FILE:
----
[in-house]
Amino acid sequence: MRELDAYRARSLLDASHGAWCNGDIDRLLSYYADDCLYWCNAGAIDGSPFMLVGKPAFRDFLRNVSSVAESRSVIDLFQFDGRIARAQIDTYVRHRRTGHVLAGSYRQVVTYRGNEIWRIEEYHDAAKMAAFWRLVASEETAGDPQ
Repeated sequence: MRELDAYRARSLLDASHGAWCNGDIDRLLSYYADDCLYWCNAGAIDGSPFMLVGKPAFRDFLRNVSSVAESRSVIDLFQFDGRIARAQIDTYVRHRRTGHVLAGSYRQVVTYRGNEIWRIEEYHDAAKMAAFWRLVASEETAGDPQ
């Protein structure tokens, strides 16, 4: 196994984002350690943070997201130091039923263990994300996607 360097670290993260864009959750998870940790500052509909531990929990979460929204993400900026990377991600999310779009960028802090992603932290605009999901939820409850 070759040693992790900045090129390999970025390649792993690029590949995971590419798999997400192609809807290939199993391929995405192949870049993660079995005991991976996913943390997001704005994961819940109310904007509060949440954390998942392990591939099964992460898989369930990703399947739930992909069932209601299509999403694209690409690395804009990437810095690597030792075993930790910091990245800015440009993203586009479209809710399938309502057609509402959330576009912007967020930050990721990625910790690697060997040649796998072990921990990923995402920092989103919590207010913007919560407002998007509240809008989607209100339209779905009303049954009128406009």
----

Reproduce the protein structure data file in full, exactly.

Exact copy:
[in-house]
Amino acid sequence: MRELDAYRARSLLDASHGAWCNGDIDRLLSYYADDCLYWCNAGAIDGSPFMLVGKPAFRDFLRNVSSVAESRSVIDLFQFDGRIARAQIDTYVRHRRTGHVLAGSYRQVVTYRGNEIWRIEEYHDAAKMAAFWRLVASEETAGDPQ
Repeated sequence: MRELDAYRARSLLDASHGAWCNGDIDRLLSYYADDCLYWCNAGAIDGSPFMLVGKPAFRDFLRNVSSVAESRSVIDLFQFDGRIARAQIDTYVRHRRTGHVLAGSYRQVVTYRGNEIWRIEEYHDAAKMAAFWRLVASEETAGDPQ
């Protein structure tokens, strides 16, 4: 196994984002350690943070997201130091039923263990994300996607 360097670290993260864009959750998870940790500052509909531990929990979460929204993400900026990377991600999310779009960028802090992603932290605009999901939820409850 070759040693992790900045090129390999970025390649792993690029590949995971590419798999997400192609809807290939199993391929995405192949870049993660079995005991991976996913943390997001704005994961819940109310904007509060949440954390998942392990591939099964992460898989369930990703399947739930992909069932209601299509999403694209690409690395804009990437810095690597030792075993930790910091990245800015440009993203586009479209809710399938309502057609509402959330576009912007967020930050990721990625910790690697060997040649796998072990921990990923995402920092989103919590207010913007919560407002998007509240809008989607209100339209779905009303049954009128406009």